However, in a somewhat contradictory way I do endorse parts of this documentary because of the extreme danger that so many Syrian activists put themselves in to just to contact, house, and inform western press members within Syria. Their courage is inspiring, and humbling, and I respect their decision to engage with western media. Theirs is a story that needs to be told, and it is out of deep respect for their decision to tell it that I have suggested a critical viewing of how it has been retold in this documentary, so that we do not undermine its telling.
[Burnaby, BC] - At approximately 1pm, a group of eight students entered the office of the Simon Fraser Student Society (SFSS) Board of Directors and launched a peaceful occupation. Outside the office, the hallway is filled with student and campus supporters. Students organized the non-violent act of civil disobedience independently to show their dissent against the Board’s decision to lock-out its unionized workers, members of CUPE 3338-5.
Twelve weeks ago, after having put forth an unacceptable offer that would have introduced a two-tier wage structure, rolled back hard-fought benefits, and virtually eliminated job security, the Board resorted to one of the most extreme anti-worker tactics — a lock-out. The students inside have vowed to occupy the office for twelve hours, one hour for each week that SFSS services have been cut back due to the lock-out.
Women, queer, and trans campus community members are among the most detrimentally affected by the lock-out. The Women’s Centre and Out On Campus, both necessary safe-spaces at SFU for marginalized students, have been closed for the past three months due to the lock-out. “I am supporting this student occupation because my fellow queer, trans and women students need those services and spaces. Services like those are exactly why we need a student society,” said undergraduate student Neem Maness.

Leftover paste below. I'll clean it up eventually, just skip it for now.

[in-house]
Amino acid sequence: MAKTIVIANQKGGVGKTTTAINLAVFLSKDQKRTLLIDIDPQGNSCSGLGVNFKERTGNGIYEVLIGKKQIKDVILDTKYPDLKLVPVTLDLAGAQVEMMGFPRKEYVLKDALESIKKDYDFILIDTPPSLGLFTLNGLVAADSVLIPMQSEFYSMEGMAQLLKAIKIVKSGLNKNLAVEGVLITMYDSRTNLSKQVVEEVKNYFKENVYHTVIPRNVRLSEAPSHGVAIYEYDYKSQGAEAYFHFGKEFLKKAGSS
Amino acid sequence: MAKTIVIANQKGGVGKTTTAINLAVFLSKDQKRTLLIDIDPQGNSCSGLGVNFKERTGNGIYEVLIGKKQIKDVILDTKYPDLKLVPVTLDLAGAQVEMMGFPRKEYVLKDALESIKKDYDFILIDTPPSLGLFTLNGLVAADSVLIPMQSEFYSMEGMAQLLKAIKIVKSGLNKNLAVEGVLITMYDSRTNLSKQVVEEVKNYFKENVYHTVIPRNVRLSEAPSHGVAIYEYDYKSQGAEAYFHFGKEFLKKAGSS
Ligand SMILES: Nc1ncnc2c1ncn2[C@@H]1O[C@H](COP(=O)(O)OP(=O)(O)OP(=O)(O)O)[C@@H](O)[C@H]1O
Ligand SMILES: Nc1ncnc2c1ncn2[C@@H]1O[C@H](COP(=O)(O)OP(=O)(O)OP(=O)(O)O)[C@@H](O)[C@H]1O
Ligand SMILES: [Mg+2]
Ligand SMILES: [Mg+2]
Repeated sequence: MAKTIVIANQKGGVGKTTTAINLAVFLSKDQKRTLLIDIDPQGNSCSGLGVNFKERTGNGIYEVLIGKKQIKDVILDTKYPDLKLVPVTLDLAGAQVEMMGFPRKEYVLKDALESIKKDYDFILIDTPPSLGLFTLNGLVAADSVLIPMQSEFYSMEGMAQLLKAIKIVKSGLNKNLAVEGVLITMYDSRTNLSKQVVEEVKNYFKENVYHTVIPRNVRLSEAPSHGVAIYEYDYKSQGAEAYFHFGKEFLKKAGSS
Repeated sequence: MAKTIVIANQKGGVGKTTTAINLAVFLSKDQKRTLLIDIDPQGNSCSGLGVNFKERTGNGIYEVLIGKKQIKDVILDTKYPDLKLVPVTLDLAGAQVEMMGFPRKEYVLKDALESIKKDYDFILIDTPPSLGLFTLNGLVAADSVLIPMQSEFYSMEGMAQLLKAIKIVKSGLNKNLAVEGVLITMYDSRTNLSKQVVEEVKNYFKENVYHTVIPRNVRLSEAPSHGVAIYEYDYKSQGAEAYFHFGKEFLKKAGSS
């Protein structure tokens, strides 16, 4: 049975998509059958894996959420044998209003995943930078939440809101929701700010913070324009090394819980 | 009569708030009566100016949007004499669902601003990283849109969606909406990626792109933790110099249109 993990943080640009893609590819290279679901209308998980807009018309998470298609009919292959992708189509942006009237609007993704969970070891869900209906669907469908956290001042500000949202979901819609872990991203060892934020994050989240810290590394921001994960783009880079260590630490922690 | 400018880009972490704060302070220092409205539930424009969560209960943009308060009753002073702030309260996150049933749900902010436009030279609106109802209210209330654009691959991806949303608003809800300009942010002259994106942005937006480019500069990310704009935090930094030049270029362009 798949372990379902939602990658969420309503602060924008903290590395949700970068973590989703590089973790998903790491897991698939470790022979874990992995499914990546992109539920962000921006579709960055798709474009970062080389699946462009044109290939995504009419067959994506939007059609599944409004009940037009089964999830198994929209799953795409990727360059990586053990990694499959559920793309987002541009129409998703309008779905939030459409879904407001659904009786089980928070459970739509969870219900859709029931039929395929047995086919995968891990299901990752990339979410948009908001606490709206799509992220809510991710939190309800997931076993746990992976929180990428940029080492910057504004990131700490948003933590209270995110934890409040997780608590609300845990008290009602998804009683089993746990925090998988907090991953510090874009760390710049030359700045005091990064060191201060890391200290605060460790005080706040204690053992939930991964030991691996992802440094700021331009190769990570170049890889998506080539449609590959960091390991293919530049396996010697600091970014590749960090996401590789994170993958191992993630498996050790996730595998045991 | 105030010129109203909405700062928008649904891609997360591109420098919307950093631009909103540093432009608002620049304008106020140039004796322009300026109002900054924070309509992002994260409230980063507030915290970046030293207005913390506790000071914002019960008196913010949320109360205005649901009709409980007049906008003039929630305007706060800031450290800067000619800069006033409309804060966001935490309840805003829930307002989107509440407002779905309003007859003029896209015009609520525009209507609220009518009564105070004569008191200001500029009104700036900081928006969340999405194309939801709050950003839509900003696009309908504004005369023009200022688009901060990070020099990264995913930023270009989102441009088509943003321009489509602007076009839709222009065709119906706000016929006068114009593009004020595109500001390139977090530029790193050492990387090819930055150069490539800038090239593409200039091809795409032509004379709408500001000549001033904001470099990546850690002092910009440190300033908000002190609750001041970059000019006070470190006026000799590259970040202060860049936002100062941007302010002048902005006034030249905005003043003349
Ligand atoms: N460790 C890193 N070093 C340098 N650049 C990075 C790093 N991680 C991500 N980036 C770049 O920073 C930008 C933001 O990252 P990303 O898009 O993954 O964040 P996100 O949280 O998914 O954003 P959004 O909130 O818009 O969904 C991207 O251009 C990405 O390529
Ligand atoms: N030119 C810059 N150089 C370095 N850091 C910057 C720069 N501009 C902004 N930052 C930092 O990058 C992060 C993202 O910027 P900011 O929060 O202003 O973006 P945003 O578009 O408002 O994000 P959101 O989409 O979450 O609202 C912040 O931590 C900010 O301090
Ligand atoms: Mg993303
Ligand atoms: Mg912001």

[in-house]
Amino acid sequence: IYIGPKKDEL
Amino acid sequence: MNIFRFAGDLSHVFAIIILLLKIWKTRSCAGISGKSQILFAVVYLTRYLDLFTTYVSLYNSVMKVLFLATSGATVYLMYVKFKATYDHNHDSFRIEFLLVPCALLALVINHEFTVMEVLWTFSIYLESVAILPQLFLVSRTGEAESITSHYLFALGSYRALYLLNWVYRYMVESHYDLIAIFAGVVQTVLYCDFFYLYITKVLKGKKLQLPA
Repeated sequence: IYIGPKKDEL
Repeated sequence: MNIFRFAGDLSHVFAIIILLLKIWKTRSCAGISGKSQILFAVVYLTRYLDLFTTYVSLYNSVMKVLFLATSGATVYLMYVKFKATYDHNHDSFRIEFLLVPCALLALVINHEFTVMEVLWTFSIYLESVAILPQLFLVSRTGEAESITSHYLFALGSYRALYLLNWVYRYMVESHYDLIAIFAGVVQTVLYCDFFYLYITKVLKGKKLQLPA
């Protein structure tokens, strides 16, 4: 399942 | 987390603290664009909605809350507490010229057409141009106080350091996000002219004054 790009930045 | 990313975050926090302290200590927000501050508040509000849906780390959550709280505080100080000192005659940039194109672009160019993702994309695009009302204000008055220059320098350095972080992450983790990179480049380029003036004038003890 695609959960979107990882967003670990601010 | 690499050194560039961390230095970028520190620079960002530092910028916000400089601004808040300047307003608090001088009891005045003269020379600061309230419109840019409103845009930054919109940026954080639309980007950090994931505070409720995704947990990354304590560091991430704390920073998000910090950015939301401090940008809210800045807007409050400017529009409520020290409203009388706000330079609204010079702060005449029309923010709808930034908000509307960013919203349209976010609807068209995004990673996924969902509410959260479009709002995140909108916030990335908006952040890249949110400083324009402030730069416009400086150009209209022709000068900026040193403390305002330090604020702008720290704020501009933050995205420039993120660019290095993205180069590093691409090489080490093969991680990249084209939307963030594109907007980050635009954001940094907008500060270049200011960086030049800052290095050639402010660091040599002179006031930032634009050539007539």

The volunteer Board members voted to double their own honoraria for the lock-out’s duration, supposedly covering their overtime incurred from the workers being barred from doing their jobs. That brings the Executive Board members’ honoraria up to $3500 per month.
“It means that each of the directors have a high personal financial stake in preventing these services from resuming,” stated Chelsea MacKay, one of the student participants in the occupation. “We elected the Board to run the Student Society, but now they’ve turned around to dismantle it. It’s time the Board stops avoiding its responsibilities and returns to bargaining”.
Students participating in the action see the lock-out as an ideological attempt by the employer to break a union under the rhetoric of cost-cutting. The Board refuses to budge on wage cuts, including those that would slash student workers’ current living wage down to a poverty-level wage.
“The Board’s primary justification for the lockout is that they don’t have the money to pay the workers their due wages. Meanwhile they have just spent tens of thousands of dollars on yet another pub renovation and gifted themselves a shameful raise,” said student participant Maria Persdotter. “All these locked out workers provide vital services that only student societies can. It takes incredible gall and malice to argue that new booths and cheaper beer are somehow more important than providing real services to students, and paying these workers fair, living wages.”
Students occupying the SFSS Board office have promised future actions if the Board continues to shirk its responsibility to its members through its mismanagement, and calls on the Board to immediately end the lock-out and return to the bargaining table in good faith.
For further information and to arrange interviews, contact:
Maria Persdotter, SFSS member and SFU undergraduate student
Chelsea Mackay, SFSS member and SFU undergraduate student
For background on the lock-out, see: sfulockout.blogspot.com